AT&T entered the home security market April 26, announcing the availability of AT&T Digital Life in 15 cities.
The all-IP solution, which runs over AT&T's 3G network and uses broadband as a backup, enables customers to do things like remotely check in on their homes in real time, receive emails or texts alerting them to an issue, remotely unlock or lock doors and windows, and instruct devices to work together. For example, if a sensor detects motion during specified hours, a light can turn on and a camera can begin filming.
AT&T has built a platform with Cisco, a Website and mobile apps for iOS, Android and Windows Phone, and a business plan that eliminates both the guesswork of pricing and the need for a salesperson to visit a home to put together an estimate. Digital Life plans can be assembled, customized and purchased entirely online, though a person with questions can also visit an AT&T store to receive help or answers.
(A user profile can be created online and saved, so an incomplete order can be saved and also pulled up in the store and returned to.)
"We're connecting you to what means most to you, on your terms," Kevin Petersen, senior vice president of Digital Life, said at a press event April 24. "We're not leading with fear—with what you usually see, with ads with people with ski masks. We're addressing the problem of giving something you don't have today ... in a simple, intuitive, meaningful way."
A Simple Security package is priced at $29.99 a month plus a one-time fee of $149.99 for equipment and installation. It includes 24/7 home monitoring, 24-hour battery backup (so the solution doesn't go out in the event of a power-outage), a wireless keypad, a keychain remote, recessed sensors and an indoor siren.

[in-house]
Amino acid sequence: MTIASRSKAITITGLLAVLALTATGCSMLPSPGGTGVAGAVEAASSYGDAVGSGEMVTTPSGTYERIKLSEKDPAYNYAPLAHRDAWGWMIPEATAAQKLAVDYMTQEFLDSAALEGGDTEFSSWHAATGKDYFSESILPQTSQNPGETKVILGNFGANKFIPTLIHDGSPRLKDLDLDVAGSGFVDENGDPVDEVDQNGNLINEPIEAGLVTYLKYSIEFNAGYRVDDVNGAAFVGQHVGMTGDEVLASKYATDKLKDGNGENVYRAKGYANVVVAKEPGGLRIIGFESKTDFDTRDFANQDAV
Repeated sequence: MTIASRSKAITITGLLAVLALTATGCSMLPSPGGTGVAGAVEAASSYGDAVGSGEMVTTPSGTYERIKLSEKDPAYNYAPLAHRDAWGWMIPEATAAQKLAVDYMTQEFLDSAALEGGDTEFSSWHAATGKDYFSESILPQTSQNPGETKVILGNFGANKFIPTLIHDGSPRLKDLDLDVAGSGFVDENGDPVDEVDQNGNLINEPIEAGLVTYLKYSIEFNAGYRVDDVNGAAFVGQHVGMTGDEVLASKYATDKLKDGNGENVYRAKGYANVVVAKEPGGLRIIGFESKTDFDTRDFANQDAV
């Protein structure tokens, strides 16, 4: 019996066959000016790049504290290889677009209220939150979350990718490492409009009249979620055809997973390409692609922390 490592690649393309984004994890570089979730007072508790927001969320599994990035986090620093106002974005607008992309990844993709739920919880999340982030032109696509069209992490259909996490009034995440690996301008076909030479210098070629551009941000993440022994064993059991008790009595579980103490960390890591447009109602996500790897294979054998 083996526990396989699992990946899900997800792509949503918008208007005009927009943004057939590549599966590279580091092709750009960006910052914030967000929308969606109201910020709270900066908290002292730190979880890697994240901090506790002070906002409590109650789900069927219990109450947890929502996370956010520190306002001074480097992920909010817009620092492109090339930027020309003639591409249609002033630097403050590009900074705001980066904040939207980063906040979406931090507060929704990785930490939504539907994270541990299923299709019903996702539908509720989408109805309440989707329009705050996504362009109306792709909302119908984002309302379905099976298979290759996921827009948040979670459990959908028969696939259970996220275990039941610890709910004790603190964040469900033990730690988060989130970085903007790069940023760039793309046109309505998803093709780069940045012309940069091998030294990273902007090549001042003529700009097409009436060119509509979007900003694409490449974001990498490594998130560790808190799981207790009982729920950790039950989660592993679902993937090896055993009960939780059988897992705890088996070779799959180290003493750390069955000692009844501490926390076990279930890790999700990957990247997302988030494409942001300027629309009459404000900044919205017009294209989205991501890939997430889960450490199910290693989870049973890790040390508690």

A Smart Security package is priced at $39.99 per month plus a one-time fee of $249.99. It includes everything in the Simple package plus a choice of three of the following: a motion sensor, a carbon monoxide sensor, a glass-break sensor, a smoke sensor or a takeover kit that enables the AT&T solution to work over any solutions already in place.
Customers who choose the Smart Security package can also add on any or all of five automation packages.
A Camera Package offers live video from inside or outside of the home for an additional $9.99 a month plus equipment and installation. (Petersen said that a flat fee of $9.99 includes up to eight cameras; customers don't need to pay for each one individually.)
An Energy Package controls appliances, lighting and thermostats, for cost savings, convenience and efficiency, for an added $4.99 a month plus equipment and installation.
A Door Package includes automated door lock, is priced at $4.99 a month plus equipment and installation, enables users to remotely lock or unlock doors and offers unique combinations to individuals (such as a nanny, a house sitter or a guest) so that it's clear who's entered and when.
A Water Detection Package, for the same price, can detect a leak before major damage occurs. And a Water Control package, for an added $9.99 a month plus equipment and installation, can detect leaks and turn off water at the source.
"We've gone to great lengths to make sure this is a secure process," Petersen said. "I'd call it kind of bulletproof. It's as secure a system like this as you can get."
When someone places an order, AT&T sends someone out to the area to look at the general network performance and make sure AT&T's 3G signal is strong enough. If it's not, it can address the situation in various ways, including putting a signal booster in the home.
When it's time to install, AT&T will send a "Digital Life specialist," as well as the electrician or plumber, as appropriate to what's been ordered. To address the logistics of having so many folks in the field, AT&T has partnered with four companies nationwide.
Peterson added that AT&T is leveraging Sears' field service network and that, if a customer decides to add something, technicians will be equipped to make the addition on the spot.
Digital Life is available to everyone, not just AT&T subscribers—though eventually, Petersen expects perks will be offered to AT&T subscribers.